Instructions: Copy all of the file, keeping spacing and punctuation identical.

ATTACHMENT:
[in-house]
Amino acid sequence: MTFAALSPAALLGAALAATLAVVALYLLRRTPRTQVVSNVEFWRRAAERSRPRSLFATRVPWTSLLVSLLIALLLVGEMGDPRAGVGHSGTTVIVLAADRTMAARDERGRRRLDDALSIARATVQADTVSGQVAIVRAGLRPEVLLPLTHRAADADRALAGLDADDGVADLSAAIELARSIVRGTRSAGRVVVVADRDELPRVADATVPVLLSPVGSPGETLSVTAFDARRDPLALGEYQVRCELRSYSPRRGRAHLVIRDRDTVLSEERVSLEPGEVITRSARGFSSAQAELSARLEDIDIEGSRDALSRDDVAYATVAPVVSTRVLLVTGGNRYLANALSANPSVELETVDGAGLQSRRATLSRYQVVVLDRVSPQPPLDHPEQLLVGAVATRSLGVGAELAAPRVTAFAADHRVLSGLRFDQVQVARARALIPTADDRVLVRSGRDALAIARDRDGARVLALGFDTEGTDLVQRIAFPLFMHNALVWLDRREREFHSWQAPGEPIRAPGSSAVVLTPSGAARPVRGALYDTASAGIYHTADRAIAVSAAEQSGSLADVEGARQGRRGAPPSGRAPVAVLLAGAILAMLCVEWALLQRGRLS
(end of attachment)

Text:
[in-house]
Amino acid sequence: MTFAALSPAALLGAALAATLAVVALYLLRRTPRTQVVSNVEFWRRAAERSRPRSLFATRVPWTSLLVSLLIALLLVGEMGDPRAGVGHSGTTVIVLAADRTMAARDERGRRRLDDALSIARATVQADTVSGQVAIVRAGLRPEVLLPLTHRAADADRALAGLDADDGVADLSAAIELARSIVRGTRSAGRVVVVADRDELPRVADATVPVLLSPVGSPGETLSVTAFDARRDPLALGEYQVRCELRSYSPRRGRAHLVIRDRDTVLSEERVSLEPGEVITRSARGFSSAQAELSARLEDIDIEGSRDALSRDDVAYATVAPVVSTRVLLVTGGNRYLANALSANPSVELETVDGAGLQSRRATLSRYQVVVLDRVSPQPPLDHPEQLLVGAVATRSLGVGAELAAPRVTAFAADHRVLSGLRFDQVQVARARALIPTADDRVLVRSGRDALAIARDRDGARVLALGFDTEGTDLVQRIAFPLFMHNALVWLDRREREFHSWQAPGEPIRAPGSSAVVLTPSGAARPVRGALYDTASAGIYHTADRAIAVSAAEQSGSLADVEGARQGRRGAPPSGRAPVAVLLAGAILAMLCVEWALLQRGRLS